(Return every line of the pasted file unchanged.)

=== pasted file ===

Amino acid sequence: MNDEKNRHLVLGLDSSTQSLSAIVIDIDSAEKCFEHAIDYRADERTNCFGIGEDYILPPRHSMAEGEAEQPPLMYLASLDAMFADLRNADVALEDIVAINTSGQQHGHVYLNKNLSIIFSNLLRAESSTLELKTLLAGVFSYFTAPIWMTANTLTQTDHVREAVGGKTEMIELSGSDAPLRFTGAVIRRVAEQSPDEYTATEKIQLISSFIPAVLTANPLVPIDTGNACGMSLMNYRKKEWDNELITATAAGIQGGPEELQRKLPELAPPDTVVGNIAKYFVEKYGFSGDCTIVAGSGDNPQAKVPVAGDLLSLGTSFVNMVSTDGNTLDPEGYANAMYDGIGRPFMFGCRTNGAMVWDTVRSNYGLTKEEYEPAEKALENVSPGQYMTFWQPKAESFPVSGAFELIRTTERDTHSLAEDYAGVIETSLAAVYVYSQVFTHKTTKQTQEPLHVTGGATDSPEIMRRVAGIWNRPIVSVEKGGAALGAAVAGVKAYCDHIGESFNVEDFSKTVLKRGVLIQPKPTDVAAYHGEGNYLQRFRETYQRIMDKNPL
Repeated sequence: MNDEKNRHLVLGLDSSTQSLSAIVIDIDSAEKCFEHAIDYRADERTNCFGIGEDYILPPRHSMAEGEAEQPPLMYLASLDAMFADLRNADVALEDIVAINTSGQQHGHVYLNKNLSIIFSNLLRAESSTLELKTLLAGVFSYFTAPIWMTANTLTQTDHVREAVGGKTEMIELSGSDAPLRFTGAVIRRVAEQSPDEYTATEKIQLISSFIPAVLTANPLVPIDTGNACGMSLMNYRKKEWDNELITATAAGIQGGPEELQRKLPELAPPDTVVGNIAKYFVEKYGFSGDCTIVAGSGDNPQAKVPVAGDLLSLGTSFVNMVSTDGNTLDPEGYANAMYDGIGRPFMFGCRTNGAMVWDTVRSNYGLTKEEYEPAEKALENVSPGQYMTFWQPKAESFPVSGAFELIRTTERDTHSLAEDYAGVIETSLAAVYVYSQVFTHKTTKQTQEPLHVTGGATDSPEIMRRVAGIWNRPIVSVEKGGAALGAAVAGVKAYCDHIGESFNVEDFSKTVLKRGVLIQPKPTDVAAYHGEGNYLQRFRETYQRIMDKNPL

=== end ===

Amino acid sequence: MNDEKNRHLVLGLDSSTQSLSAIVIDIDSAEKCFEHAIDYRADERTNCFGIGEDYILPPRHSMAEGEAEQPPLMYLASLDAMFADLRNADVALEDIVAINTSGQQHGHVYLNKNLSIIFSNLLRAESSTLELKTLLAGVFSYFTAPIWMTANTLTQTDHVREAVGGKTEMIELSGSDAPLRFTGAVIRRVAEQSPDEYTATEKIQLISSFIPAVLTANPLVPIDTGNACGMSLMNYRKKEWDNELITATAAGIQGGPEELQRKLPELAPPDTVVGNIAKYFVEKYGFSGDCTIVAGSGDNPQAKVPVAGDLLSLGTSFVNMVSTDGNTLDPEGYANAMYDGIGRPFMFGCRTNGAMVWDTVRSNYGLTKEEYEPAEKALENVSPGQYMTFWQPKAESFPVSGAFELIRTTERDTHSLAEDYAGVIETSLAAVYVYSQVFTHKTTKQTQEPLHVTGGATDSPEIMRRVAGIWNRPIVSVEKGGAALGAAVAGVKAYCDHIGESFNVEDFSKTVLKRGVLIQPKPTDVAAYHGEGNYLQRFRETYQRIMDKNPL
Repeated sequence: MNDEKNRHLVLGLDSSTQSLSAIVIDIDSAEKCFEHAIDYRADERTNCFGIGEDYILPPRHSMAEGEAEQPPLMYLASLDAMFADLRNADVALEDIVAINTSGQQHGHVYLNKNLSIIFSNLLRAESSTLELKTLLAGVFSYFTAPIWMTANTLTQTDHVREAVGGKTEMIELSGSDAPLRFTGAVIRRVAEQSPDEYTATEKIQLISSFIPAVLTANPLVPIDTGNACGMSLMNYRKKEWDNELITATAAGIQGGPEELQRKLPELAPPDTVVGNIAKYFVEKYGFSGDCTIVAGSGDNPQAKVPVAGDLLSLGTSFVNMVSTDGNTLDPEGYANAMYDGIGRPFMFGCRTNGAMVWDTVRSNYGLTKEEYEPAEKALENVSPGQYMTFWQPKAESFPVSGAFELIRTTERDTHSLAEDYAGVIETSLAAVYVYSQVFTHKTTKQTQEPLHVTGGATDSPEIMRRVAGIWNRPIVSVEKGGAALGAAVAGVKAYCDHIGESFNVEDFSKTVLKRGVLIQPKPTDVAAYHGEGNYLQRFRETYQRIMDKNPL